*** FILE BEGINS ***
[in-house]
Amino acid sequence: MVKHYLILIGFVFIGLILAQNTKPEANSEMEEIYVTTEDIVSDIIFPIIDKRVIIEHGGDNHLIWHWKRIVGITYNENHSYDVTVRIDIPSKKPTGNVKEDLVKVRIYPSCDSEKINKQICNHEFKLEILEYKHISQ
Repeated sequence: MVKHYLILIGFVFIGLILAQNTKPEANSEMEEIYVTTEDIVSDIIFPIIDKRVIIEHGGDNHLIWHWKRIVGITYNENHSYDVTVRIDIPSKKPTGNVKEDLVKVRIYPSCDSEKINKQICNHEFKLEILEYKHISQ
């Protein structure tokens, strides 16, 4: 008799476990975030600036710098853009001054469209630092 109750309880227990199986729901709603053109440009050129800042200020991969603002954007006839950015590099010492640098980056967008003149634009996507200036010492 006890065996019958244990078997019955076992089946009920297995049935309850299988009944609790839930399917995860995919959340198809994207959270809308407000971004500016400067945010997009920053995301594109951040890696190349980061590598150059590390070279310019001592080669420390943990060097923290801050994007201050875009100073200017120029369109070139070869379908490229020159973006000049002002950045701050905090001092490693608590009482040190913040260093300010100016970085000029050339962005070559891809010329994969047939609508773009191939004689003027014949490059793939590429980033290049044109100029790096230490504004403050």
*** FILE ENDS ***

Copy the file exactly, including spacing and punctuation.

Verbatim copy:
[in-house]
Amino acid sequence: MVKHYLILIGFVFIGLILAQNTKPEANSEMEEIYVTTEDIVSDIIFPIIDKRVIIEHGGDNHLIWHWKRIVGITYNENHSYDVTVRIDIPSKKPTGNVKEDLVKVRIYPSCDSEKINKQICNHEFKLEILEYKHISQ
Repeated sequence: MVKHYLILIGFVFIGLILAQNTKPEANSEMEEIYVTTEDIVSDIIFPIIDKRVIIEHGGDNHLIWHWKRIVGITYNENHSYDVTVRIDIPSKKPTGNVKEDLVKVRIYPSCDSEKINKQICNHEFKLEILEYKHISQ
């Protein structure tokens, strides 16, 4: 008799476990975030600036710098853009001054469209630092 109750309880227990199986729901709603053109440009050129800042200020991969603002954007006839950015590099010492640098980056967008003149634009996507200036010492 006890065996019958244990078997019955076992089946009920297995049935309850299988009944609790839930399917995860995919959340198809994207959270809308407000971004500016400067945010997009920053995301594109951040890696190349980061590598150059590390070279310019001592080669420390943990060097923290801050994007201050875009100073200017120029369109070139070869379908490229020159973006000049002002950045701050905090001092490693608590009482040190913040260093300010100016970085000029050339962005070559891809010329994969047939609508773009191939004689003027014949490059793939590429980033290049044109100029790096230490504004403050």